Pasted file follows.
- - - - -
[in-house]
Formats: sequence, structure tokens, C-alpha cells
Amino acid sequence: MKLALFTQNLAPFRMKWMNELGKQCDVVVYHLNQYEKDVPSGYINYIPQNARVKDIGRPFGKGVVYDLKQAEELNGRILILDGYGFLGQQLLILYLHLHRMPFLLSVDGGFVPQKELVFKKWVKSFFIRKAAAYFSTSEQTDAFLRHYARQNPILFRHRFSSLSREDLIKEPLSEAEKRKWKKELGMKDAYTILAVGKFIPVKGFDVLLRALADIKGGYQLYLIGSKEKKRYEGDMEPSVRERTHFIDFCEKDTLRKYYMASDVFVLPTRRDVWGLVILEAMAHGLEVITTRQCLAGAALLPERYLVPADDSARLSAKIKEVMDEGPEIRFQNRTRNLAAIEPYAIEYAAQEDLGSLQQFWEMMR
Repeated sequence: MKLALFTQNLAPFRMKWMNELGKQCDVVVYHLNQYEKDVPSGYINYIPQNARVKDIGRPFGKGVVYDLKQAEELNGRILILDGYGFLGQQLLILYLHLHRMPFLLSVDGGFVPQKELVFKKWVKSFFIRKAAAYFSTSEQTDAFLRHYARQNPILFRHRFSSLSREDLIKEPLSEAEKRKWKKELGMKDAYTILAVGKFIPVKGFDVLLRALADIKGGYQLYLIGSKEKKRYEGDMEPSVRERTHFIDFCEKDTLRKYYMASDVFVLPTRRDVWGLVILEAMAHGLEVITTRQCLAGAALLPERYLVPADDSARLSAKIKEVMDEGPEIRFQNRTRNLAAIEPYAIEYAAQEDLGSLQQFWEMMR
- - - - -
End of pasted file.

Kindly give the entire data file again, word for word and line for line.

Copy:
[in-house]
Formats: sequence, structure tokens, C-alpha cells
Amino acid sequence: MKLALFTQNLAPFRMKWMNELGKQCDVVVYHLNQYEKDVPSGYINYIPQNARVKDIGRPFGKGVVYDLKQAEELNGRILILDGYGFLGQQLLILYLHLHRMPFLLSVDGGFVPQKELVFKKWVKSFFIRKAAAYFSTSEQTDAFLRHYARQNPILFRHRFSSLSREDLIKEPLSEAEKRKWKKELGMKDAYTILAVGKFIPVKGFDVLLRALADIKGGYQLYLIGSKEKKRYEGDMEPSVRERTHFIDFCEKDTLRKYYMASDVFVLPTRRDVWGLVILEAMAHGLEVITTRQCLAGAALLPERYLVPADDSARLSAKIKEVMDEGPEIRFQNRTRNLAAIEPYAIEYAAQEDLGSLQQFWEMMR
Repeated sequence: MKLALFTQNLAPFRMKWMNELGKQCDVVVYHLNQYEKDVPSGYINYIPQNARVKDIGRPFGKGVVYDLKQAEELNGRILILDGYGFLGQQLLILYLHLHRMPFLLSVDGGFVPQKELVFKKWVKSFFIRKAAAYFSTSEQTDAFLRHYARQNPILFRHRFSSLSREDLIKEPLSEAEKRKWKKELGMKDAYTILAVGKFIPVKGFDVLLRALADIKGGYQLYLIGSKEKKRYEGDMEPSVRERTHFIDFCEKDTLRKYYMASDVFVLPTRRDVWGLVILEAMAHGLEVITTRQCLAGAALLPERYLVPADDSARLSAKIKEVMDEGPEIRFQNRTRNLAAIEPYAIEYAAQEDLGSLQQFWEMMR